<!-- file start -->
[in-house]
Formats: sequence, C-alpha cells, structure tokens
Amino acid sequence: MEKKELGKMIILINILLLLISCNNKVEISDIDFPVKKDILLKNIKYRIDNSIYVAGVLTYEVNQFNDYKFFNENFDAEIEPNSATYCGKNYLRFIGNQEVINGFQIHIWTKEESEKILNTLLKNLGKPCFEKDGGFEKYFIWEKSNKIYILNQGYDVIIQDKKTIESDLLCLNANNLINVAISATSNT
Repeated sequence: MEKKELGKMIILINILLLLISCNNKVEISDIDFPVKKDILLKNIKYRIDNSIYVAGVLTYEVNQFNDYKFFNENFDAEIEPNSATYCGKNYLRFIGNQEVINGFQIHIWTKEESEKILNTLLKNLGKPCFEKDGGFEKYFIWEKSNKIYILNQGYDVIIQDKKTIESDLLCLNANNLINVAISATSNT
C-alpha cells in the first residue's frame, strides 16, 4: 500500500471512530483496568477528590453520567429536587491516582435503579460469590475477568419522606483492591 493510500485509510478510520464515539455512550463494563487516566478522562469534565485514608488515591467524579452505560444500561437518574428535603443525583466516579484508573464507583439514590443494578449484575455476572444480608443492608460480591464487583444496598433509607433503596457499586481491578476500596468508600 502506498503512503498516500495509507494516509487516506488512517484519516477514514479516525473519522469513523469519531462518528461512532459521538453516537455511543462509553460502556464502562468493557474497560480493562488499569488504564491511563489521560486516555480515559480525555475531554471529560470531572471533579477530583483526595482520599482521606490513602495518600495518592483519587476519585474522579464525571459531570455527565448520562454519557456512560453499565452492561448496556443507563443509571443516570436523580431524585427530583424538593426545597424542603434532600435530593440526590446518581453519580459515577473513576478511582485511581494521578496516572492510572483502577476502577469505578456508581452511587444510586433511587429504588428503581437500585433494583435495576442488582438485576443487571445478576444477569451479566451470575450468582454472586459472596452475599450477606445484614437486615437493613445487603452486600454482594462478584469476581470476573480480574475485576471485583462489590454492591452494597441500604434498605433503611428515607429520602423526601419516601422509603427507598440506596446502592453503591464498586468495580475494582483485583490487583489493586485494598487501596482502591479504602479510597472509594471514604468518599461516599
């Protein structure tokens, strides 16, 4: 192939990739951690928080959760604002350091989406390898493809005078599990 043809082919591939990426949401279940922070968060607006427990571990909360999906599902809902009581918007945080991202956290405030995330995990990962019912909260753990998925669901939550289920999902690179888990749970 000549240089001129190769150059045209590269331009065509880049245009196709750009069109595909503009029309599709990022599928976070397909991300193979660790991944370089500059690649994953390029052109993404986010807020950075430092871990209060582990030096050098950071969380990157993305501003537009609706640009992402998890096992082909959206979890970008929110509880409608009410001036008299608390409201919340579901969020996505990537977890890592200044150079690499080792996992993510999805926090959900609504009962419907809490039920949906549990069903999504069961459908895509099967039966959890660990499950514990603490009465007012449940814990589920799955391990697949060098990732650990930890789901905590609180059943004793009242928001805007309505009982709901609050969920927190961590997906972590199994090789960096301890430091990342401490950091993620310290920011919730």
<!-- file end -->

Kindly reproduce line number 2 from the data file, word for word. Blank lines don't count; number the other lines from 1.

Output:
Formats: sequence, C-alpha cells, structure tokens